Something Or Other For My Slightly Younger Brother

As occasions go, I can’t let it go by without remark.  Granted, there are others who are equally if not more qualified than I to say something but believe me when I say there are sound reasons as to why it should fall to me.  I’m sure my father has plenty of thoughts on the matter, but this column is only half a page long and the risk of a voluminous outpouring that is unlikely to remain on topic is simply too great – as anyone who saw my father give a speech at my sister’s wedding would doubtless attest (ideally, wedding speeches should be about the wedding in question, and not about the time you and your best friend used dynamite to launch a tree stump into space).  My brother, Cameron, has turned fifty.

I’d describe myself as his older brother but, traditionally, that has been a disputed statement.  That’s because we’re the same age, he and I, for four days every year.  As kids, these were the most fractious days of the year – I’m surprised our parents didn’t drive us out into the wilderness and leave us there, so incessant was out bickering.  Our conflict was rooted in a mathematically-challenged assertion that we were, for those four days, ‘the same age’ and, as a consequence, I was ‘no longer the boss’ of him.

As someone who, most of the year, was an undisputed older sibling, the news that I had ever been the ‘boss’ of my slightly younger brother, came as something as a shock.  Had I been aware, I would have made more of it.  But once I overcame the initial shock, I quickly despaired at his cavalier attitude to maths.  Granted, we’d accumulated the same number of years, but there were still nearly twelve months separating us and I was, without doubt, still the older brother.  Cam wasn’t having it.  He rejected my appeals to reason outright.  Not because he can’t count (he can) but because he knew that to do so would wind me up like watch.  Which it did.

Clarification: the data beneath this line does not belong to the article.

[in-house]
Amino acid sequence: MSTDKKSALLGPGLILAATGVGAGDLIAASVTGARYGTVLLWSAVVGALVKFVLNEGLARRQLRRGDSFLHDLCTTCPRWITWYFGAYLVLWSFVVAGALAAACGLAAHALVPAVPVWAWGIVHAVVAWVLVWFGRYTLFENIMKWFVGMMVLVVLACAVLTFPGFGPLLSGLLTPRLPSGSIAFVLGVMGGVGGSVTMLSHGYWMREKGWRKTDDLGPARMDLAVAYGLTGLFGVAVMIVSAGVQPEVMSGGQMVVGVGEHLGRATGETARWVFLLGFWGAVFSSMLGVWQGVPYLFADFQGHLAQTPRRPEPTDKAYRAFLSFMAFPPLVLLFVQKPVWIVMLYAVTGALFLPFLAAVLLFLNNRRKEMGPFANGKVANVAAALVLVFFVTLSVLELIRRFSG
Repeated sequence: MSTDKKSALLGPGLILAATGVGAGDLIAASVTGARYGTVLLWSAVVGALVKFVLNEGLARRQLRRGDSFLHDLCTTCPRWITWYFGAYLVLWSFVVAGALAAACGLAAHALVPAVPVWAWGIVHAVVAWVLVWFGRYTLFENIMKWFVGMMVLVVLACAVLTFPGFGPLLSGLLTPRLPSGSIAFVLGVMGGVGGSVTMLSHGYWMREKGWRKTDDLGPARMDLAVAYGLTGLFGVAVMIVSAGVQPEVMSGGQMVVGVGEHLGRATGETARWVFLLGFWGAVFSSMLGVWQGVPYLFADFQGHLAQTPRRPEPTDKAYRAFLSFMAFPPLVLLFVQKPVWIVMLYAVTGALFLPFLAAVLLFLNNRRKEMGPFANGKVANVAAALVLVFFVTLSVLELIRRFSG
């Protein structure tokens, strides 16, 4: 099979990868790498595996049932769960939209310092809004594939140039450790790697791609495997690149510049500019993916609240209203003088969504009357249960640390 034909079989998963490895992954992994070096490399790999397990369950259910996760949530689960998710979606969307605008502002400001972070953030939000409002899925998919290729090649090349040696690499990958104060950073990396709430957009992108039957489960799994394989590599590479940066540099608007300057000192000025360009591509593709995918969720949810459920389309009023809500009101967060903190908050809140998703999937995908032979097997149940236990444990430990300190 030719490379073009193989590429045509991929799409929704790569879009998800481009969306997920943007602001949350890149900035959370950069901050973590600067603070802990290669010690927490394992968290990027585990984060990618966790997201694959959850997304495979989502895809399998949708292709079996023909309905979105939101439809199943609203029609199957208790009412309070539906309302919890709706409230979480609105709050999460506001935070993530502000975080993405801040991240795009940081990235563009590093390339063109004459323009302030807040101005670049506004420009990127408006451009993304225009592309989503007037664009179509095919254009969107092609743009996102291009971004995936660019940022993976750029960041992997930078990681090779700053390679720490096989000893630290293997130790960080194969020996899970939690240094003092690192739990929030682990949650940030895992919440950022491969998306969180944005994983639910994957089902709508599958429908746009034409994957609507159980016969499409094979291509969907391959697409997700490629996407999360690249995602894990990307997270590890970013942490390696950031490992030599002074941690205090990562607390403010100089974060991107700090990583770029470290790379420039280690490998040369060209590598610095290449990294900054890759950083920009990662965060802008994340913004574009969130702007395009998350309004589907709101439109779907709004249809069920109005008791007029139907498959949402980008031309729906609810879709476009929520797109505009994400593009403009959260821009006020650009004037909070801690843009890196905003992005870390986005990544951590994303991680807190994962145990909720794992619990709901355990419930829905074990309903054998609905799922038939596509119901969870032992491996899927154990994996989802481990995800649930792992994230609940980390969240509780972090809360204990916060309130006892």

But as difficult as these four days were, there have been many advantages to having a sibling who is (practically) the same age.  It means that there are many things you don’t have to experience alone.  This is particularly true of social events, where my natural inclination would have led me to avoid them completely.  But with my brother, I always had the option of tagging along.  Were it not for him, I’d have seen, heard and done a lot less than I have.  Mostly, that’s a good thing.  Through my brother, I have lived an almost unparalleled vicarious life.

Because of him, I never have to wonder what would happen if I tried to make wine out of blackberries.  Cam launched himself into the business of wine making in the same way he does everything else – with extraordinary gusto.  This enthusiasm resulted in him generating litres of the stuff, poured into old sherry jugs and left to ferment on the back step.  Then, without warning, the jugs began exploding, sending blackberry wine in all directions and the dog off the bush from where it refused to return for several days.

He was passionate, too, about break dancing for a time, even going so far as to sign up for lessons.  Although he only studied for a little while, he’s still known to break out the odd cardboard box for a few backspins now and again.  There was a mercifully brief flirtation with motorbike riding, a short stint learning karate and a moment during which he was deeply committed to scuba diving.  There was phase in which he curated bonsai plants and the time he decided to build a greenhouse and constructed something so elaborate and beautiful that it could easily have been upgraded to ‘primary residence’ status.

Somewhere along the line, he no longer fought with me for four days a year.  Either he was confident that I was not the boss of him for the rest of the year (which I wasn’t) or he no longer considered being the same age as me to be a desirable outcome.  He may even have been in denial.  As late as last week, he insisted he was ‘mid-forties’.  For my part, I took to labelling pictures of him in family calendars as ‘late 40s’ and, for several weeks before his actual birthday, sent ‘gifs’ wishing him a happy fiftieth.  It was, so I claimed, to get him used to the idea.  I may have gone slightly too far when I gave him a card that read ‘ninety years today’ and suggested I was ‘getting in early’.

Landmark birthdays are funny.  Often, they’re an opportunity to remind that person how lucky they are.  But I’m the lucky one.  To have a brother who’s practically the same age has been a gift (not ‘gif’).  I don’t mind the fact that we used for fight for four days every year as he challenged my authority. 

I don’t care that, for years, his favourite trick whenever we went anywhere was to park so that the passenger door was right up against a tree and I couldn’t get out.  I’m fine with the fact that when he used to ask how I’d done in any kind of athletic event, he’d let me answer and then claimed he’d done ever so slightly better.  I’m just thankful he’s here.  Happy birthday, Cam.